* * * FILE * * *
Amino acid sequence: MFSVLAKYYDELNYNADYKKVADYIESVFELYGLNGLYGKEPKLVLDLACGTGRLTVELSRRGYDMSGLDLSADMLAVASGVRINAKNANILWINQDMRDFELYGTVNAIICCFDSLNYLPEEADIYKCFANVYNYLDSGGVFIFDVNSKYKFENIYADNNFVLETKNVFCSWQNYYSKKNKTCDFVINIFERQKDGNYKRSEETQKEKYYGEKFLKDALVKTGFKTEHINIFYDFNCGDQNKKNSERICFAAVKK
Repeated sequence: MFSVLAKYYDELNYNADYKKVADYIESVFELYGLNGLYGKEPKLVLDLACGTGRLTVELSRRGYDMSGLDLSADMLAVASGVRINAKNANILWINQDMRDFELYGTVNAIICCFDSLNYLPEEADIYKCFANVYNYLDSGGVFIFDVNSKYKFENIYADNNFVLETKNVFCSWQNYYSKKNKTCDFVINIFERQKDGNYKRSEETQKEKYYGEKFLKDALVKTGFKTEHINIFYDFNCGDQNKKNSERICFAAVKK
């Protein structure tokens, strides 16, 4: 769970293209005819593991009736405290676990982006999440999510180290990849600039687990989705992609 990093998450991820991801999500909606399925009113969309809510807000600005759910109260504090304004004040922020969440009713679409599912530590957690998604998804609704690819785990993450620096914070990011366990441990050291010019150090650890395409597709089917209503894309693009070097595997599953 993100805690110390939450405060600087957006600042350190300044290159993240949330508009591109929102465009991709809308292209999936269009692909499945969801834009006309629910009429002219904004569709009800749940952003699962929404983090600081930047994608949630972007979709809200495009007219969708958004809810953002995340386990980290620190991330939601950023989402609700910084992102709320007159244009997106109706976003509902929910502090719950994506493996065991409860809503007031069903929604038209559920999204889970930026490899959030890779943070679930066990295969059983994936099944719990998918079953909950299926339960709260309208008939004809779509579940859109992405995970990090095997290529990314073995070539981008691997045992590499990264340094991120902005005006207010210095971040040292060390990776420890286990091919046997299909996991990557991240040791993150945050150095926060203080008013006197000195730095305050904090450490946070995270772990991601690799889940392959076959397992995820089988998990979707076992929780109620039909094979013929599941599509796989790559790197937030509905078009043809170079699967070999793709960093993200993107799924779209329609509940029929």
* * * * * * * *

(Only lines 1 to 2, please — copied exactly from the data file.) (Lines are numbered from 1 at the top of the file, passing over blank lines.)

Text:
Amino acid sequence: MFSVLAKYYDELNYNADYKKVADYIESVFELYGLNGLYGKEPKLVLDLACGTGRLTVELSRRGYDMSGLDLSADMLAVASGVRINAKNANILWINQDMRDFELYGTVNAIICCFDSLNYLPEEADIYKCFANVYNYLDSGGVFIFDVNSKYKFENIYADNNFVLETKNVFCSWQNYYSKKNKTCDFVINIFERQKDGNYKRSEETQKEKYYGEKFLKDALVKTGFKTEHINIFYDFNCGDQNKKNSERICFAAVKK
Repeated sequence: MFSVLAKYYDELNYNADYKKVADYIESVFELYGLNGLYGKEPKLVLDLACGTGRLTVELSRRGYDMSGLDLSADMLAVASGVRINAKNANILWINQDMRDFELYGTVNAIICCFDSLNYLPEEADIYKCFANVYNYLDSGGVFIFDVNSKYKFENIYADNNFVLETKNVFCSWQNYYSKKNKTCDFVINIFERQKDGNYKRSEETQKEKYYGEKFLKDALVKTGFKTEHINIFYDFNCGDQNKKNSERICFAAVKK